But Russell always taught me, in his gentle, tender way to beware of ideologues, Left or Right; that life was about first principles that grew from the ideas that never changed. Russell’s defense of the immutable things that make life worth living were, for me, the ultimate expression of conservatism that grew from the Judeo-Christian tradition. That was a gift Russell gave to me—seeing life deeply, richly, bountifully. It was a view rooted in joy.
Eliot famously wrote what I believe Russell taught me to live: “To do the useful thing, to say the courageous thing, to contemplate the beautiful thing: That is enough for one man’s life.”
Many years later, after I had left the White House, I went back and read most of the important books that Russell had written. And I was thereby reintroduced to myself, to why I had gotten into politics to begin with; I could feel the politics drain away and the principles rise again to the top. Russell Kirk endures.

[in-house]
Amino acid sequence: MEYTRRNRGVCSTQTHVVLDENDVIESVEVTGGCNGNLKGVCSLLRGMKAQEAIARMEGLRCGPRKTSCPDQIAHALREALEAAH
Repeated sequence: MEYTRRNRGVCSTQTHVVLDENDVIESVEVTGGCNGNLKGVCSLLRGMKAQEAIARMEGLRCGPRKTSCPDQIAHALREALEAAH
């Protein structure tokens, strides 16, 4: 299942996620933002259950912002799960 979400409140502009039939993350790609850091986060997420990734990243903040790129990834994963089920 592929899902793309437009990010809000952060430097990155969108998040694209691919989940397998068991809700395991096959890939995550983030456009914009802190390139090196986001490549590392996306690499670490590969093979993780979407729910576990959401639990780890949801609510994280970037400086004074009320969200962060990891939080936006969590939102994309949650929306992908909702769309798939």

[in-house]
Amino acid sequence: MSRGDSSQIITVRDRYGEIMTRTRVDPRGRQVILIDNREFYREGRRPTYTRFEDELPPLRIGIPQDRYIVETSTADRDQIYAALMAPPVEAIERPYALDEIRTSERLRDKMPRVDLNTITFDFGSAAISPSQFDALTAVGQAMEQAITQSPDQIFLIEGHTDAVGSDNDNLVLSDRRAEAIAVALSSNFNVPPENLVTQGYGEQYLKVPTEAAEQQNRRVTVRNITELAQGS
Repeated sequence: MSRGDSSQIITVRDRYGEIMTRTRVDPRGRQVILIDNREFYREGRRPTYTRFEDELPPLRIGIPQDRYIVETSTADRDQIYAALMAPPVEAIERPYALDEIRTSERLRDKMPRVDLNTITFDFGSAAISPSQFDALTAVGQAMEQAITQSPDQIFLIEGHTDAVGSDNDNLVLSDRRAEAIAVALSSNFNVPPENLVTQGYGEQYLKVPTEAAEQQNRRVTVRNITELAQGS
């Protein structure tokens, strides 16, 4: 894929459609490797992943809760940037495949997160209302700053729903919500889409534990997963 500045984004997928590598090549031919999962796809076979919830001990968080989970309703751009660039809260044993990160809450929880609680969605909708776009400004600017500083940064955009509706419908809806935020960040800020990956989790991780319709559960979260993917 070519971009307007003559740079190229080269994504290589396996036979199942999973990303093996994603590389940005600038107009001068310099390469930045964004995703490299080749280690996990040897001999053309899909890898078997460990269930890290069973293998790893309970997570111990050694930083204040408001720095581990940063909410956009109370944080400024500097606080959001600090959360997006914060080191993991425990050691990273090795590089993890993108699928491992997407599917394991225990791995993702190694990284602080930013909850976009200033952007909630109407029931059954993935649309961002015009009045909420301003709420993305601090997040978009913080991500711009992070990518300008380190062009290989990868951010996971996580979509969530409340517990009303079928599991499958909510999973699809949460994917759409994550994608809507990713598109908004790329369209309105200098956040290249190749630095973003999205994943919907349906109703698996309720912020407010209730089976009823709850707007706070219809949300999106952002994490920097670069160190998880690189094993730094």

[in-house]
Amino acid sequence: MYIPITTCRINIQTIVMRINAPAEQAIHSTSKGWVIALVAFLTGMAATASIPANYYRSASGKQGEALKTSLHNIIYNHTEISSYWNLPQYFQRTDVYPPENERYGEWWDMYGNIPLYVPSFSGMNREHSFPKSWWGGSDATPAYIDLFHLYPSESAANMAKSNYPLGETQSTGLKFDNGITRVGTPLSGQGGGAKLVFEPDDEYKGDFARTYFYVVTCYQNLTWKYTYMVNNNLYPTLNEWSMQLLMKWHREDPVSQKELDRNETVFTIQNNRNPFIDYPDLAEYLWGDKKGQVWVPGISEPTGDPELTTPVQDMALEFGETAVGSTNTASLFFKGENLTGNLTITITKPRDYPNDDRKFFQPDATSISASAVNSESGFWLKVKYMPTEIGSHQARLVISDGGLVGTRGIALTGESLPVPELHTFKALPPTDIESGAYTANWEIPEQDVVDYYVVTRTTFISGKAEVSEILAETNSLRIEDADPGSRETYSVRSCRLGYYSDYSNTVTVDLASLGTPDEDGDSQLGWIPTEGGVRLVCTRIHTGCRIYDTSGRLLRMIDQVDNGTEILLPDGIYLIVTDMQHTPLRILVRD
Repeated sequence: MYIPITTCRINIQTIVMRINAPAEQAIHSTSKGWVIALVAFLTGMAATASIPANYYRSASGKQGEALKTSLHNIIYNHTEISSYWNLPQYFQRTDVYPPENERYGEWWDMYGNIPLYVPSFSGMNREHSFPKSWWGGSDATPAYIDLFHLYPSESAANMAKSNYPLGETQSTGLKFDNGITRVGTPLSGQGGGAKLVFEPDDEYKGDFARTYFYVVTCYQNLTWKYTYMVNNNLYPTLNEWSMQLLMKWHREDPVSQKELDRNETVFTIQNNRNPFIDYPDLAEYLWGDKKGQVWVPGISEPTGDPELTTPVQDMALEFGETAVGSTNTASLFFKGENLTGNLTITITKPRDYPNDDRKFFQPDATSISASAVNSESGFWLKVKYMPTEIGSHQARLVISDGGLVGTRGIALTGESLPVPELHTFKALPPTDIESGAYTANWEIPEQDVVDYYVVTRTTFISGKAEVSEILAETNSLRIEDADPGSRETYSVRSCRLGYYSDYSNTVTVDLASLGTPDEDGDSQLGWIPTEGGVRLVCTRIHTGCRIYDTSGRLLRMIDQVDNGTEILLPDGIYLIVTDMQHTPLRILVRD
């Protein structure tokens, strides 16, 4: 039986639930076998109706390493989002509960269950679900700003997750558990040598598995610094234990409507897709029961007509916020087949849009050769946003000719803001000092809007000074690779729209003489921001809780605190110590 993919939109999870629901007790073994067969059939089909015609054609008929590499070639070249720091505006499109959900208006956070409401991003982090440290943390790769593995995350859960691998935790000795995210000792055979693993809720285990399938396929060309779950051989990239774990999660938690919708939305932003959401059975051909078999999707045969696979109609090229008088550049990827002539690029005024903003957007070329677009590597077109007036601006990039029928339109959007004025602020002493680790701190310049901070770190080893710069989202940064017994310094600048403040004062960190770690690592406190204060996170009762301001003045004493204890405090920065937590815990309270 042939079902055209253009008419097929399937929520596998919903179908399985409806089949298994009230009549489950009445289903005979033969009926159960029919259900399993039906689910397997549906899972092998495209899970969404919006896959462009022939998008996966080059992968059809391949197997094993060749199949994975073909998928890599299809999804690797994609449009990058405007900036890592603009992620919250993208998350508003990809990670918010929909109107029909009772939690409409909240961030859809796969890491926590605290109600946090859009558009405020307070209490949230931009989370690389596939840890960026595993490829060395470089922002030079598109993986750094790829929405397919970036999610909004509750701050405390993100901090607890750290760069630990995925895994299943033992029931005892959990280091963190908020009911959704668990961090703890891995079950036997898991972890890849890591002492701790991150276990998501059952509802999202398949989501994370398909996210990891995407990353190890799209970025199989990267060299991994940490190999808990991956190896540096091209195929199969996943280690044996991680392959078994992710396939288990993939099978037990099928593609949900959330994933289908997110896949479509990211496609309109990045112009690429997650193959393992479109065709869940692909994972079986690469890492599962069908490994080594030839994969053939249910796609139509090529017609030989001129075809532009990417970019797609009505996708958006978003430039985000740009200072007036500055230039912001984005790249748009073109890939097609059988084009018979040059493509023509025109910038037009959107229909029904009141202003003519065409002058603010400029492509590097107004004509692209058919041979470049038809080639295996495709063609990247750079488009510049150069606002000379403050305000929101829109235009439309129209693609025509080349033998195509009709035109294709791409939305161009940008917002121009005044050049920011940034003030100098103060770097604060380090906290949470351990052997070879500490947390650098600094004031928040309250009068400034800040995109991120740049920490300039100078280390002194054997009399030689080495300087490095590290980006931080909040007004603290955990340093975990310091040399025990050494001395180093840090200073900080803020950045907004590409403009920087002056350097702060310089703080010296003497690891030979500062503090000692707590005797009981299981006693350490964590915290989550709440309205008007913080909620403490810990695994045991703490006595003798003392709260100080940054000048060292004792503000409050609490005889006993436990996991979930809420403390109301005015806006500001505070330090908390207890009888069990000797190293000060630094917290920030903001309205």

Do you see a future for the Tea Party in American politics? Where should conservatives place their emphasis as the nation enters increasingly troubling economic and social times?
I believe the Tea Party is an emanation of conservatism. It is in a long line of small- and limited-government conservatism that is healthy for the country. For the Tea Party, the center of American life is the Constitution. The Tea Party is right, and they are holding a mirror up to the vestiges of the progressive movement to show the rather hollow nature of that view.
The Tea Party’s strength is the push for reform. Burke said conservatism is about reform, not revolution. That principle remains. I think the Tea Party, and whatever may come after the Tea Party, will be seen as the conclusive counterweight to President Obama’s 2008 victory; the slap-down of 2010 in those historic midterms will be studied for years to come.
Thanks, Tim, for being with us.
Posted: September 30, 2011 in Interviews.
The Enduring Brownson
Peter J. Stanlis
Volume 33, Number 3 (Summer 1993)